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Atlanta High-Asset Divorce Law Blog

Watch out for toxic behaviors in a high-asset divorce

When you ask your spouse for a divorce, there's certainly no guarantee that he or she will accept that request civilly and move forward. In many cases, one person feels hurt or angry, and those feelings cause tensions to escalate. This can lead to a toxic divorce.

You need to watch out for these toxic behaviors, which can include things like:

  • Hiding assets
  • Cutting you off from the children (parental alienation)
  • Stalking you
  • Harassing you and making threats to your health and safety
  • Damaging your reputation
  • Damaging your property

It's 2019, so new spousal support rules apply now

January is known as "divorce month," and as such, it's a good time to talk about how the new tax rules and other changes could affect your divorce. Couples who plan to divorce in 2019 should be aware that new spousal support tax rules could change the way they want to approach this typical negotiation.

Spousal support is paid to one spouse from the other. The amount and length of time it's paid varies, but it's primarily determined based on how long the couple has been married, their ages, the health of each party and how much they both earn.

Could your divorce get you into legal trouble?

What do you have to disclose about your financial affairs to your spouse during a divorce?

In short: You need to disclose everything. If you don't, you could end up in serious trouble with the law that goes well beyond your divorce.

Stop children from playing parents against each other

Many parents who go through child custody cases soon find that the children are doing things with one parent that they know the other won't allow. There isn't anything necessarily wrong with this unless the children are playing one parent against the other, which is a problematic. You and your ex might have to work to ensure that this isn't happening.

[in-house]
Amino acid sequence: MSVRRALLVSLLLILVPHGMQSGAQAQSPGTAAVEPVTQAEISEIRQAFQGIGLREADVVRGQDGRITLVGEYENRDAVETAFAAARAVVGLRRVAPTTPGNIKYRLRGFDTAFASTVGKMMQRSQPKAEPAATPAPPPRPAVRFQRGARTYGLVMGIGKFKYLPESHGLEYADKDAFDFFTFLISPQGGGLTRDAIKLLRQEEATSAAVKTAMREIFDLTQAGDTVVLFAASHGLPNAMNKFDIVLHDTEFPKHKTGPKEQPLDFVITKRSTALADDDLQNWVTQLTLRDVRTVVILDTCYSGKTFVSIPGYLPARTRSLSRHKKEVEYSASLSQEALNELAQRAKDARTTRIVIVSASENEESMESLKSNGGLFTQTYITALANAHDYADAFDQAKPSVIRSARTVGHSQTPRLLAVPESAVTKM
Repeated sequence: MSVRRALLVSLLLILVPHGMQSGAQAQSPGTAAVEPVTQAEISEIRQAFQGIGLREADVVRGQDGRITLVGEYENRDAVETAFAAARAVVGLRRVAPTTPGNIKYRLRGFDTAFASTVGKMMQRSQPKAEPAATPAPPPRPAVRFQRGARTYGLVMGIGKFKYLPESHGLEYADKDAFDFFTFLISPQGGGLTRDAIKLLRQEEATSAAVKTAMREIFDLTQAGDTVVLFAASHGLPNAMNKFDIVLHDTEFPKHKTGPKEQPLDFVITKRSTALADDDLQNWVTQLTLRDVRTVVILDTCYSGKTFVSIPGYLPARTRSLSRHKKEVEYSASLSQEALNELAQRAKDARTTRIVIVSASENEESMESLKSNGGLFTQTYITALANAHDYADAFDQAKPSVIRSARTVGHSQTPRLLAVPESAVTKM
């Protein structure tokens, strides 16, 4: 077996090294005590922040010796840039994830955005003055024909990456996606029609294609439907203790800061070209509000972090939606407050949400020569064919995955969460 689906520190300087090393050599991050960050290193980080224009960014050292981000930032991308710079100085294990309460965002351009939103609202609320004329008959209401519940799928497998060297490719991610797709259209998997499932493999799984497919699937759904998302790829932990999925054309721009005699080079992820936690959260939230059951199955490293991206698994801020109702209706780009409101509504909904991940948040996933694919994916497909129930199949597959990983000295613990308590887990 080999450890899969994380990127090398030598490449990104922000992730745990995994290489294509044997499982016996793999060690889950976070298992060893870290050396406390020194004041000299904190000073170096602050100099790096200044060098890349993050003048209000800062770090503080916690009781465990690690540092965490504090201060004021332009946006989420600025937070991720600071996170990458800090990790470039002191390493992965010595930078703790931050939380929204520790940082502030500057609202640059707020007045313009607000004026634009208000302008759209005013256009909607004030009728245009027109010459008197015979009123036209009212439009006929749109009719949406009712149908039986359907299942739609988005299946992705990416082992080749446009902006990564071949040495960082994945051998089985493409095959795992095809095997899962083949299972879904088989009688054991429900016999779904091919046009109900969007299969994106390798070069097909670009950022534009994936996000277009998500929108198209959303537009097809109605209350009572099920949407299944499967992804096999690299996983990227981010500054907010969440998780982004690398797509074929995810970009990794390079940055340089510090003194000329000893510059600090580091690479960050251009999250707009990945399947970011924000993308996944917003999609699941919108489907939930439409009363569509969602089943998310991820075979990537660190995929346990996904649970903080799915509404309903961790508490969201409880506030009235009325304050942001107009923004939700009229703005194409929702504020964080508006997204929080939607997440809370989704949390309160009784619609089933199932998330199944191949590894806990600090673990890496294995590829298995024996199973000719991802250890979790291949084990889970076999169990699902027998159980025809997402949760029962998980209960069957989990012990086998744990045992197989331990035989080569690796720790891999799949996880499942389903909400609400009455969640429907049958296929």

There are several things that might signal that your children are trying to play you against your ex just so they can get their own way. One of the most common is that the kids will go to each adult separately. If the first one doesn't give them the answer they want, they might change up their plea a bit so that they have a chance of getting the other one to agree.

What happens to your business when you divorce?

You and your spouse founded and run a successful business in the Atlanta-metro area, but your divorce may find one or both of you losing out on any future benefits. When it comes to splitting your life into two halves, doing so to the business may result in dire consequences.

Should you consider maintaining co-ownership of the company? When divorcing with a joint business, you have a few options to think about.

Take the right steps to help yourself during a high-asset divorce

With any high-asset divorce, there are many assets on the line. People in these situations need to do everything they can to protect their own interests. Georgia is an equitable distribution state, which means that you're not guaranteed anything except what is perceived as your fair share of the marital estate.